African Writer Profile: Neshani Andreas
Neshani Andreas was born in 1964 in Walvis Bay, Namibia’s most important port city. At this time in Namibia’s history, it was a colony of South Africa, subject to discriminatory aparteid laws. Neshani’s parents worked in a fish factory and raised eight children. Neshani trained as a teacher at Ongwediva Training College and taught English, history, and business economics from 1988 to 1992 in a school in rural northern Namibia, where her first novel The Purple Violet of Oshaantu is set. Neshani completed this novel soon after her move to Windhoek, the capital of Namibia, where she went to take a post-graduate degree in education at the newly established University of Namibia While working part-time with the American Peace Corps, Neshani met a Peace Corps volunteer, Reed Dickson, who read her early writing and encouraged her to continue. Neshani said: “This was one of the most treasured moments in my life. I had met the first person in my life who showed interest and understanding in my writing.’
The Purple Violet of Oshaantu was a direct result of Reed Dickson’s encouragement. The novel is inspired by Neshani’s work in the rural communities of Namibia’s north, where women are often left on there own to run small farms as their husbands work far away in mines or in the cities. The story is narrated by Mee Ali, who tells us about her friendship with Mee Kauna. Mee Ali is happily married to Michael but Mee Kauna faces constantly physical abuse from her husband Shange, who also cheats on her. Unlike most other Namibian novels which focus on Namibia’s resistance movement to South African occuptation and aparteid, Neshani’s novel focuses on issues related to women’s rights, domestic violence, friendship, marriage, romantic love, AIDS, crop growing, African Christianity, and traditional customs as they relate to widowhood.
Neshani completed the manuscript for the novel in 1999 and presented it to Namibian publisher, Jane Katjavivi, who presented it to the African Writers Series. The novel was published in 2001 in the Heinemann African Writers Series. Neshani is the first Namibian to be included in this series and this novel is the only Namibian novel that is widely available internationally. The novel has been included in the English Literature curriculum for secondary schools in Zimbabwe.
Neshani currently works as a programme officer for the Forum of African Women Educationalists in Namibia (FAWENA), an organization that creates educational opportunities for girls and women. Neshani continues to write, despite the obstacles faced by Namibian writers, writing in a country where the literary culture is still in its infancy. She has recently finished her second novel.
Neshani on writing:
Writing is a lonely business. You write alone, and you never know if anybody will ever read what you write. I could never stop writing. It is with me every day, I never forget it. I edit in my mind whatever I hear or read. I pick up what people say, how they say it, I pick up words, expressions …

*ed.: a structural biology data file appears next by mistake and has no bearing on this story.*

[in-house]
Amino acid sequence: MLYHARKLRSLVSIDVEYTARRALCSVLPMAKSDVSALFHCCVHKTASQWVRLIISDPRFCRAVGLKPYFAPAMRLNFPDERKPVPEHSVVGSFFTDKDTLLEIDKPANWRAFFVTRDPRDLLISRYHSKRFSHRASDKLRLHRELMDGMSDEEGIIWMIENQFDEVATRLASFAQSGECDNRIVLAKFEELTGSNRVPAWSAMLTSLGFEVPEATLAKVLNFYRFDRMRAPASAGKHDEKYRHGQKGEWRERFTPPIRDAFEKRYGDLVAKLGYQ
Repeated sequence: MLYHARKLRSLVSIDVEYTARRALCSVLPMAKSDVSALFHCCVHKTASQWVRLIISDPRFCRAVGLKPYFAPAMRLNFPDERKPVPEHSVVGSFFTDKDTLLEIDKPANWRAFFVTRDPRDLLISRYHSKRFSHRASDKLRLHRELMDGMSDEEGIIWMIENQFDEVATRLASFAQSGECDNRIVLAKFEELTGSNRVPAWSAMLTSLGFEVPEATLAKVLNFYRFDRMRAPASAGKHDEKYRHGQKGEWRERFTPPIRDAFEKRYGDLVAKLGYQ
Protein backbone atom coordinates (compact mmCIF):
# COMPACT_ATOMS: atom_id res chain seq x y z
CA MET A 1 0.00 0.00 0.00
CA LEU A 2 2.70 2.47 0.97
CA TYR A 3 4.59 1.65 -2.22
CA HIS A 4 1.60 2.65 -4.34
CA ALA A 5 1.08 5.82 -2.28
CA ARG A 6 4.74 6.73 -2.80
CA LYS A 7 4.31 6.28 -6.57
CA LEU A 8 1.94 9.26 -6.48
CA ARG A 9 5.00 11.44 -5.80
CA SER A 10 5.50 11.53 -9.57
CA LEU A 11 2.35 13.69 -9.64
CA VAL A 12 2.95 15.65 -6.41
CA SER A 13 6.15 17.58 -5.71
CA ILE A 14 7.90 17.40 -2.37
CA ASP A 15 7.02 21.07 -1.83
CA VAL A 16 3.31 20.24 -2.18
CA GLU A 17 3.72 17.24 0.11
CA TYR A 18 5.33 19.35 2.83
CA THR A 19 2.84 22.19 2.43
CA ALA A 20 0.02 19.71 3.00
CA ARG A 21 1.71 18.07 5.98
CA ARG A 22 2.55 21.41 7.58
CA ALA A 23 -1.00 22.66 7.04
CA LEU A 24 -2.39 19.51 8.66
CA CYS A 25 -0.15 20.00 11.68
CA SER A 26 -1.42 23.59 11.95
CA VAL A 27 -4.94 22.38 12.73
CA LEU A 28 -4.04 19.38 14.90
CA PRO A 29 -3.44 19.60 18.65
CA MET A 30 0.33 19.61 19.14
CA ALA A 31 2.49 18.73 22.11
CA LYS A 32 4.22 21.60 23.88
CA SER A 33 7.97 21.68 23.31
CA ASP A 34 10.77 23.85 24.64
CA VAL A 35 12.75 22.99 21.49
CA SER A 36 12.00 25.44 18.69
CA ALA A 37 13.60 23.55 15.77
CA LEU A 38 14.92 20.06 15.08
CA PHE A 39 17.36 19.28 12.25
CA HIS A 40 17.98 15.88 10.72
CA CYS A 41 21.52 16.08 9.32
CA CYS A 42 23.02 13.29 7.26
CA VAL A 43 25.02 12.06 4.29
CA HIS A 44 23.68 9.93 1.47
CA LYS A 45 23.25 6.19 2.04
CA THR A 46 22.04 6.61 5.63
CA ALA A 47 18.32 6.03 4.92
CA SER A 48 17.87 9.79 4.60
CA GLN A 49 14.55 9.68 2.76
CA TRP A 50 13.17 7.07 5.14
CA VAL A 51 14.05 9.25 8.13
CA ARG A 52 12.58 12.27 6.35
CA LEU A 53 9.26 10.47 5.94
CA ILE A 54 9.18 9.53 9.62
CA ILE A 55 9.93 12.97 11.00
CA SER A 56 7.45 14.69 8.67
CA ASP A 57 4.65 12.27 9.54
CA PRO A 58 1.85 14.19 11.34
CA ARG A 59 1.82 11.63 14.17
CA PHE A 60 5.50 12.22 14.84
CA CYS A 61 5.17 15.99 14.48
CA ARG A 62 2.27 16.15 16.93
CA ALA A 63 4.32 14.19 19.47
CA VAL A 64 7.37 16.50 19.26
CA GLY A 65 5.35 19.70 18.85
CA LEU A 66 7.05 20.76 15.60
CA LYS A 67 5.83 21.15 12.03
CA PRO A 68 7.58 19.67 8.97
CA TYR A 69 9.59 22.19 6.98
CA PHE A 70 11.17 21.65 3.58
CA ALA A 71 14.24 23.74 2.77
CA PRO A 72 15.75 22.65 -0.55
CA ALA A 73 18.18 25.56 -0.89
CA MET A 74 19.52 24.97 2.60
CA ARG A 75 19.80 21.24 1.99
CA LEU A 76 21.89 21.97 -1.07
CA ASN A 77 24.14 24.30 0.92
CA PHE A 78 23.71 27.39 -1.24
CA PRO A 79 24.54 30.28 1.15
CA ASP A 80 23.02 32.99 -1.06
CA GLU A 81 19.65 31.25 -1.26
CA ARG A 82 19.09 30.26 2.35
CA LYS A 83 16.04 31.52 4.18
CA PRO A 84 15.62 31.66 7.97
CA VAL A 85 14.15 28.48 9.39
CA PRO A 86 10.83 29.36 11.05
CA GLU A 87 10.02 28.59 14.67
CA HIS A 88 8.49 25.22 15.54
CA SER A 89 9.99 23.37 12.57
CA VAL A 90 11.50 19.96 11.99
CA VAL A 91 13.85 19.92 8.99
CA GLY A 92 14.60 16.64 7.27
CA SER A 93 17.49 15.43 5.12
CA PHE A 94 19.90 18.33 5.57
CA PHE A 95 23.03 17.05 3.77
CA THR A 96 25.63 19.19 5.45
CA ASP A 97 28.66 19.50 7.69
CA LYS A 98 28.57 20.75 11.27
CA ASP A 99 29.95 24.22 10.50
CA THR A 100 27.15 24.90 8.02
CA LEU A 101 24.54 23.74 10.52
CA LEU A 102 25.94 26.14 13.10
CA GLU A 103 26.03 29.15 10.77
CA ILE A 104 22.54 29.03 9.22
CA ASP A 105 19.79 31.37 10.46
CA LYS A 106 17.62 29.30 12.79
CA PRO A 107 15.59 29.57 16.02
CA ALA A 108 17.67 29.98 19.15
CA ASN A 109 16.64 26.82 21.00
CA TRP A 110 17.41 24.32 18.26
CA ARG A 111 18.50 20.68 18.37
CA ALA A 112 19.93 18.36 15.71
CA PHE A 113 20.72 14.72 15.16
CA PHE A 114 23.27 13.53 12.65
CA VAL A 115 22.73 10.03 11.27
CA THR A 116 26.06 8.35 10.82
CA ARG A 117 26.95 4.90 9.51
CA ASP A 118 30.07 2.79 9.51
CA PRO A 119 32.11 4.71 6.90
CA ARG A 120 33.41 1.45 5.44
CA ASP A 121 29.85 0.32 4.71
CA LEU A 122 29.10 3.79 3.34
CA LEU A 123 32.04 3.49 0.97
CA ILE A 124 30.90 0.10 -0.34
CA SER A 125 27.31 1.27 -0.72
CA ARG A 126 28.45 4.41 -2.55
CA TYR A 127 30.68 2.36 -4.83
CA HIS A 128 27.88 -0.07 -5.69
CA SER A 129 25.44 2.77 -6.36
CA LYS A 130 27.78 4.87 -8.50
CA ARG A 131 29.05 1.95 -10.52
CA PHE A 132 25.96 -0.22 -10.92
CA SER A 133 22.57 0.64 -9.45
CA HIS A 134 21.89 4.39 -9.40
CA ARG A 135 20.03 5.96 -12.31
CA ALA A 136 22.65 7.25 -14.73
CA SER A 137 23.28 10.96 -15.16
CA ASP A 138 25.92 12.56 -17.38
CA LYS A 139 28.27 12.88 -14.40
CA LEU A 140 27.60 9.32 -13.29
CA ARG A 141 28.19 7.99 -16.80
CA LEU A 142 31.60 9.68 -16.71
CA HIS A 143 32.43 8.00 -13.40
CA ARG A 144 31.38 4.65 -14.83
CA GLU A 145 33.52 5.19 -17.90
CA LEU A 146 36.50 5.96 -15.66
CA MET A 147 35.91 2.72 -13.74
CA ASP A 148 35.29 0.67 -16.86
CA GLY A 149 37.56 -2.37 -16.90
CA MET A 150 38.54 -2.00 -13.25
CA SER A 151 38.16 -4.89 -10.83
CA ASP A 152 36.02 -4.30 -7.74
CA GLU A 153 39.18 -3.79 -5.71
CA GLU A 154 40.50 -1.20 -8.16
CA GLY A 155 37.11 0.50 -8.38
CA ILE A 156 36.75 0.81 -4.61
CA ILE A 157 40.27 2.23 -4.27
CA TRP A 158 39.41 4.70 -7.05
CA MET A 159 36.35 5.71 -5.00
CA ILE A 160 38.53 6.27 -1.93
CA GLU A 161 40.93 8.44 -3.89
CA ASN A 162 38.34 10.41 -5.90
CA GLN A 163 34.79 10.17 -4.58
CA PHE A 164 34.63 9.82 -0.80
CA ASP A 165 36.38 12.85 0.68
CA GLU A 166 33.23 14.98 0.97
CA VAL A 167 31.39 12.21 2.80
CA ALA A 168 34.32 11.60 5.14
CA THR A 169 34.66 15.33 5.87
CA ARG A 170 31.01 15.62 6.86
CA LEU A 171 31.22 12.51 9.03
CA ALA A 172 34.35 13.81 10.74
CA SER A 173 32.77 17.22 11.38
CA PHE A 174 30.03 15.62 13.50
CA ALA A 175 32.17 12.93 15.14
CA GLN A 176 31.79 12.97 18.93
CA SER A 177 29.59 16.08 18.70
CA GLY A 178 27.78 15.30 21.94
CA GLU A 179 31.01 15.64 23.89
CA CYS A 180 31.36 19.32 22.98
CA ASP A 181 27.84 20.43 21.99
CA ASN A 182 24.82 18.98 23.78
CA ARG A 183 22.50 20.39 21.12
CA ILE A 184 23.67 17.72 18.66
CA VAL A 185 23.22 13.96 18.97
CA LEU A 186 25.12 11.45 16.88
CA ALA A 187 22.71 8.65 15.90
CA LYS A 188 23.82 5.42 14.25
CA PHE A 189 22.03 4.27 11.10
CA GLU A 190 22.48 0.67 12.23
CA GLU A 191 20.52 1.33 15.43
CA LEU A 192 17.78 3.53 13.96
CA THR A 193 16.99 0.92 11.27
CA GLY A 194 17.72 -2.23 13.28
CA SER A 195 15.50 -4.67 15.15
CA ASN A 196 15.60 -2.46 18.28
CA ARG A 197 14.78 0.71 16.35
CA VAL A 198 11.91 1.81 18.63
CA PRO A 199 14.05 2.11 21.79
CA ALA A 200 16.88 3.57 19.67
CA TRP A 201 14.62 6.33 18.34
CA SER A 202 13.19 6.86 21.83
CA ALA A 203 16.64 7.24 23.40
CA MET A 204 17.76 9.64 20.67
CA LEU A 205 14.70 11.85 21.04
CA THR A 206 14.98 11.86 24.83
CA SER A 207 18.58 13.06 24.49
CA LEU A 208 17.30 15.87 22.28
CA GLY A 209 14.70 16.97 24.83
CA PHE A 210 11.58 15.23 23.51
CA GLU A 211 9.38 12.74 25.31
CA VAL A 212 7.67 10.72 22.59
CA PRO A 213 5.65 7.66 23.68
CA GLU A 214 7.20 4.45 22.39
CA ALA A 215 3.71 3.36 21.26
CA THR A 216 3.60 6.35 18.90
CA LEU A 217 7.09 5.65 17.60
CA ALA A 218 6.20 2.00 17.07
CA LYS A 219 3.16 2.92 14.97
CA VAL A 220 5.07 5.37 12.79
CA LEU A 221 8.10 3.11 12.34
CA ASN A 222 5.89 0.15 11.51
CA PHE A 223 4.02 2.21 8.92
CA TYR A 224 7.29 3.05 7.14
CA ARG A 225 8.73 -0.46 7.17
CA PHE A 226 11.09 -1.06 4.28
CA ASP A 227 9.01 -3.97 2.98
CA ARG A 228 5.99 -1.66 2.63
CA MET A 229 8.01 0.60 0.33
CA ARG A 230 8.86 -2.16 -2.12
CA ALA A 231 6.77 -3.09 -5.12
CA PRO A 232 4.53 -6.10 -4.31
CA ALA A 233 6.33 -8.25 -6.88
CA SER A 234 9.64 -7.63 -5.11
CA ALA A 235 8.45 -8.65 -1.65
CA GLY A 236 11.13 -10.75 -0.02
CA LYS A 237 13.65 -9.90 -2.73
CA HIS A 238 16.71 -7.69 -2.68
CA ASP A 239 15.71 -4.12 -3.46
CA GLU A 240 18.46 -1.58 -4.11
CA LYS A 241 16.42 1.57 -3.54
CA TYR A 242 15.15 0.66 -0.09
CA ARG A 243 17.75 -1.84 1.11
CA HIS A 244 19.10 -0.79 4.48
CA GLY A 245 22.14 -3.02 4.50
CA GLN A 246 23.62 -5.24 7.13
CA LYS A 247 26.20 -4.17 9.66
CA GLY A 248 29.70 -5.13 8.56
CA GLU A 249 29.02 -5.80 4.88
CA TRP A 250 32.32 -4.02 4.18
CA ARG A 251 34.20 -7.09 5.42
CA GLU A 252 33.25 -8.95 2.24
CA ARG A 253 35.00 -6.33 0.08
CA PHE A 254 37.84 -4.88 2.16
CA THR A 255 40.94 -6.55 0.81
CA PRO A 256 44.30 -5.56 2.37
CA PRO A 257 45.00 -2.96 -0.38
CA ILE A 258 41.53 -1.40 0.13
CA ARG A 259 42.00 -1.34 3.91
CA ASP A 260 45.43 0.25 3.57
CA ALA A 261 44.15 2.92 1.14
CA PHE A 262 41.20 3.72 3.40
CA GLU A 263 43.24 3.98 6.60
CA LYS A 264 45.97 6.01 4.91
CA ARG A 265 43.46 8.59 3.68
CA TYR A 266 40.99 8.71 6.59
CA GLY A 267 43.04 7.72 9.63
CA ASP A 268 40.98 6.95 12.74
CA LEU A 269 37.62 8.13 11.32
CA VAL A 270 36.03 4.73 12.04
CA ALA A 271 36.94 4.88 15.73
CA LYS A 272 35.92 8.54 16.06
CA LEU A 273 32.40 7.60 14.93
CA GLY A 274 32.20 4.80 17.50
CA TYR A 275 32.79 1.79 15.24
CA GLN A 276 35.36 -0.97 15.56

Neshani on writing in Namibia:
Namibia was a new country, people were still talking about the struggle, about exile and returning home. Writers were expected to write about great events, to glorify the past and the present, to glorify people. My struggle was different. I was not involved in high-profile political activities. I had to write about other things: travelling in overcrowded minibuses, selling and buying at markets, about sickness, witchcraft and church, about ordinary things.
Writing is still not encouraged by Namibian society, it is not regarded as a respectable job, as something that has any benefit.
Excerpt from The Purple Violet of Oshaantu:
Men who beat women are the ones who cannot stand up against other men,’ Mukwankala concluded. She made us think. Shange was feared in the village, but he had never beaten anybody except his wife. His brothers beat people all the time, but Shange, no. Why was he feared if he had never beaten anybody? Any man? The curious customers stood there, holding their breaths in anticipation of the unthinkable. Her age must have saved her. Shange could have humiliated her there and then in front of everybody. But this time Shange was humiliated. He wished the earth would part below him so he could disappear. Nobody made any attempt to stop Mukwankala from insulting him. Some were even quietly happy that he had been told to stop abusing his wife.
When I heard that Mukwankala had confronted Shange at the cuca shop, in public, I was scared to death. Although I admired her act of bravery, I thought it might cause more trouble than good. I thought that once Kauna came home, Shange would kill her.
Neshani Andreas: A Passion for Writing, Interview 2004 available online
As Honest and Realistic as Possible: The Namibian Writer, Neshani Andreas by Helen Fallon available online